Despite the nature, duration, and condition of the enslavement of God’s children, we need to pray and then proclaim with conviction to the Pharaohs of this world—in physical, spiritual, or whatever form—“Let God’s people go!” Such an attitude of rebellion was evident in the prayers of the apostles as they took the gospel into the hotbeds of paganism. Similarly, this attitude motivated Paul to take on the scholars, institutions, principalities, and powers with the settled conviction that the status quo would change— and truly it did.
The imagery of prayer as aggression is undoubtedly one that would leave certain Christians uncomfortable because many regard praying as passive rather than active. But Christians often forget that they are engaged in warfare (Eph. 6:12). It is important, therefore, to remember that “prayer is the decisive weapon to this struggle—and is often aggressive and violent.”5
This warfare paradigm is particularly evident in the writings of the apostle Paul. Theologian John Piper observes, “Life is war because the maintenance of our faith and the laying hold on eternal life is a constant fight. Paul makes clear in 1 Thessalonians 3:5 that Satan targets our faith for destruction.”6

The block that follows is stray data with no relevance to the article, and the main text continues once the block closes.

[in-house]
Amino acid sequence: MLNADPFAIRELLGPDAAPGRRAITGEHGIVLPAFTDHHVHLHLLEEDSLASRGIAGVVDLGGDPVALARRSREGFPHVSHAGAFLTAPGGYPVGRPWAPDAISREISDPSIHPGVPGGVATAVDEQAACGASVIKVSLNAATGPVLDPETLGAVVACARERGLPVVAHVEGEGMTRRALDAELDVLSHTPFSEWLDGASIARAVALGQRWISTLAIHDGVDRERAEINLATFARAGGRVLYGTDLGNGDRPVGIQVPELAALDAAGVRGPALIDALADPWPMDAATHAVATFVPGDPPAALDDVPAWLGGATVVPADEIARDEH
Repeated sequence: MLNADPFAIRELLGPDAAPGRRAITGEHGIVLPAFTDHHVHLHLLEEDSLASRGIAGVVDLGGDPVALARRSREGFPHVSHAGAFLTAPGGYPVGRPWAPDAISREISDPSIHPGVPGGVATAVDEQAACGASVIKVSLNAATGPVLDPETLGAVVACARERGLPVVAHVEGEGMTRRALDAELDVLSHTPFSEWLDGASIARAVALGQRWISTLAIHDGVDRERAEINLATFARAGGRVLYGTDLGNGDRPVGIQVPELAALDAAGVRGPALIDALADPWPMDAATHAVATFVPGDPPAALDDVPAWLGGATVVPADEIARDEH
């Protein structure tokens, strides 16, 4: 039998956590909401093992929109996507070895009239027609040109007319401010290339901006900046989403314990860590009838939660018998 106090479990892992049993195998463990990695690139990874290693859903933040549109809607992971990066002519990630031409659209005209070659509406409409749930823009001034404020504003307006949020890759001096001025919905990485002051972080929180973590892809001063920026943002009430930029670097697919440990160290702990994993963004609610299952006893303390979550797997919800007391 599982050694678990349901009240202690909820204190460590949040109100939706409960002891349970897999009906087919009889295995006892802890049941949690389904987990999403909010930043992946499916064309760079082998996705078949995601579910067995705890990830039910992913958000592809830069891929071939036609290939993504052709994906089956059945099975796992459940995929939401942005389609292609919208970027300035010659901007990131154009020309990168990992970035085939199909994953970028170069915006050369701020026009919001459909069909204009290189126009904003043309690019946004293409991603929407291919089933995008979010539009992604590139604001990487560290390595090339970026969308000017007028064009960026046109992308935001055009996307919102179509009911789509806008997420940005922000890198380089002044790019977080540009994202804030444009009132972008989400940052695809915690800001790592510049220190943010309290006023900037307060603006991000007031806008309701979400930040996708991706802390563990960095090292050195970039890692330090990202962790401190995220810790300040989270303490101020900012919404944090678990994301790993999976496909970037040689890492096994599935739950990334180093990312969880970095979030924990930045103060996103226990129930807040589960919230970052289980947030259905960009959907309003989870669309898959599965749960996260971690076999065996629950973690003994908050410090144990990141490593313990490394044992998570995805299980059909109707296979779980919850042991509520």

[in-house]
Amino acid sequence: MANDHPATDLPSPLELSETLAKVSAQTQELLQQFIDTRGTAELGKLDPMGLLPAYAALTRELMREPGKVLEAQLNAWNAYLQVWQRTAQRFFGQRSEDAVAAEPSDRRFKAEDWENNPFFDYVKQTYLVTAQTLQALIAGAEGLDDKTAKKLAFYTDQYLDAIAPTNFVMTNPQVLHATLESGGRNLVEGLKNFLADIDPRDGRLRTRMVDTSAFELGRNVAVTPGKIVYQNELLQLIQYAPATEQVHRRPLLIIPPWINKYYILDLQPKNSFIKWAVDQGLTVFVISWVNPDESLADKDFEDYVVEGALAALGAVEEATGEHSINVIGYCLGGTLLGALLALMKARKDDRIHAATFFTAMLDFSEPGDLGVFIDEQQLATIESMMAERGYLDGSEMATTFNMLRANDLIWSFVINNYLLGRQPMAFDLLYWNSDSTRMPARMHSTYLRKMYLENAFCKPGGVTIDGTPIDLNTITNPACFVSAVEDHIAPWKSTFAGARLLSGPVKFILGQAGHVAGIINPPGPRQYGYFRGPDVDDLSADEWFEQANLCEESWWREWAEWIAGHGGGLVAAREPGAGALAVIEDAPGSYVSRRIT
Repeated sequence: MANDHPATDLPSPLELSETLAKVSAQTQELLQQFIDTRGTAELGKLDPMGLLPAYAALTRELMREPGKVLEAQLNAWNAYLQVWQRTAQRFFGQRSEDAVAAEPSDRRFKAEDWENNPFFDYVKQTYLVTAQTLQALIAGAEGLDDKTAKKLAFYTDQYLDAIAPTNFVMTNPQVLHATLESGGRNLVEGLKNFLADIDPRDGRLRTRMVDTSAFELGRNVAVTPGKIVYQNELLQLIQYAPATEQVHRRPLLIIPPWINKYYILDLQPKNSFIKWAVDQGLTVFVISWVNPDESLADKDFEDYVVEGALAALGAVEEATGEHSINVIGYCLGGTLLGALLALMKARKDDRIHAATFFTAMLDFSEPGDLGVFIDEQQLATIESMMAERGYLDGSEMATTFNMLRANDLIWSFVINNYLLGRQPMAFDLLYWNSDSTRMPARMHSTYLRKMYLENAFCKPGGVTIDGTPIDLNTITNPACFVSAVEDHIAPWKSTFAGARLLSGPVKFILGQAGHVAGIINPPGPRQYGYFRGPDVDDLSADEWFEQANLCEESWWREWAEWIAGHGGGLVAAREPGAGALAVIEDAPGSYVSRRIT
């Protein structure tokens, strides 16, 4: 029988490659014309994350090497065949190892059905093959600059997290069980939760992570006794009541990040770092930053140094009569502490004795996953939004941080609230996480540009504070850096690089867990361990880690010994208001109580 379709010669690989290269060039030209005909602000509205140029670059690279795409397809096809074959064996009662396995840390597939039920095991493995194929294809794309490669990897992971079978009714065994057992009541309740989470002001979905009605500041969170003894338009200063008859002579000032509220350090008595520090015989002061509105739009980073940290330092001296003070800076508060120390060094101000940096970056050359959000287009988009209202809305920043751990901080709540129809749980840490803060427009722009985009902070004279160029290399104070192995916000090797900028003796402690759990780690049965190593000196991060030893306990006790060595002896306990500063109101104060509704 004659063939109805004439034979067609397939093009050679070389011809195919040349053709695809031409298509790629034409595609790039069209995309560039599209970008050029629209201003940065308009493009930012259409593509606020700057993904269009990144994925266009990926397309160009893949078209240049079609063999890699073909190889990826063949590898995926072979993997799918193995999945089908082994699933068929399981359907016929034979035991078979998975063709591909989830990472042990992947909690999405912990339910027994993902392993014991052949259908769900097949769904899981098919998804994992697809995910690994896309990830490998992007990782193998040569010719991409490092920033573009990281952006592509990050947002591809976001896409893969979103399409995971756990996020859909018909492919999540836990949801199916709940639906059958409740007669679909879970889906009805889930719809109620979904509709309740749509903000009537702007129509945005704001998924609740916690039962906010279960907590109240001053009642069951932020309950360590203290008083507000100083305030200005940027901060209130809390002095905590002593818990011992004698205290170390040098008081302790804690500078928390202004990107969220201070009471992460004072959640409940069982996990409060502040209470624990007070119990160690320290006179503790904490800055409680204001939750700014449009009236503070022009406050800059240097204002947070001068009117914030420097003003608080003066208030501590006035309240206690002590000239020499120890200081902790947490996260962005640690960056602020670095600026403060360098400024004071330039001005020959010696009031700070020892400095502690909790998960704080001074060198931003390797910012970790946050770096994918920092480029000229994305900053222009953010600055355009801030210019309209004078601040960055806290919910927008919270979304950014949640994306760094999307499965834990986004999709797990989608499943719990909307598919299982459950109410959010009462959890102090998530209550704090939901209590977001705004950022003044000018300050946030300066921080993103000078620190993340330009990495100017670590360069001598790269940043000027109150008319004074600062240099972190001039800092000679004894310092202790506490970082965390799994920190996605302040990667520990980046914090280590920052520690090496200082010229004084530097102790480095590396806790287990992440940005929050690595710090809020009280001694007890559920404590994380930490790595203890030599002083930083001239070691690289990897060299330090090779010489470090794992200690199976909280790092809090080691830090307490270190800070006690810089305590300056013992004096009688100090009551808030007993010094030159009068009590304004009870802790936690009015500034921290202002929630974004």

The language of warfare is not unique to Paul, for Jesus Himself alluded to this in a cryptic statement recorded in Matthew 11:12:7 “‘And from the days of John the Baptist until now the kingdom of heaven suffers violence, and the violent take it by force’” (NKJV).
Although many different forms of prayers exist, many regard intercessory prayers as the loftiest of all. Intercessory prayers entail standing “in the gap” (Ezek. 22:30), pleading on behalf of others rather than for oneself.
Through the powerful agency of intercessory prayers, mission shall advance all across the world. Such prayers have facilitated and sustained church planting in unentered regions and among diverse people groups. Resistant settings include regions where government legislation or,cultural, religious, and philosophical strongholds hostile to the spread of the gospel restrict mission activities. Only through the power of intercessory prayers can we overcome such strongholds.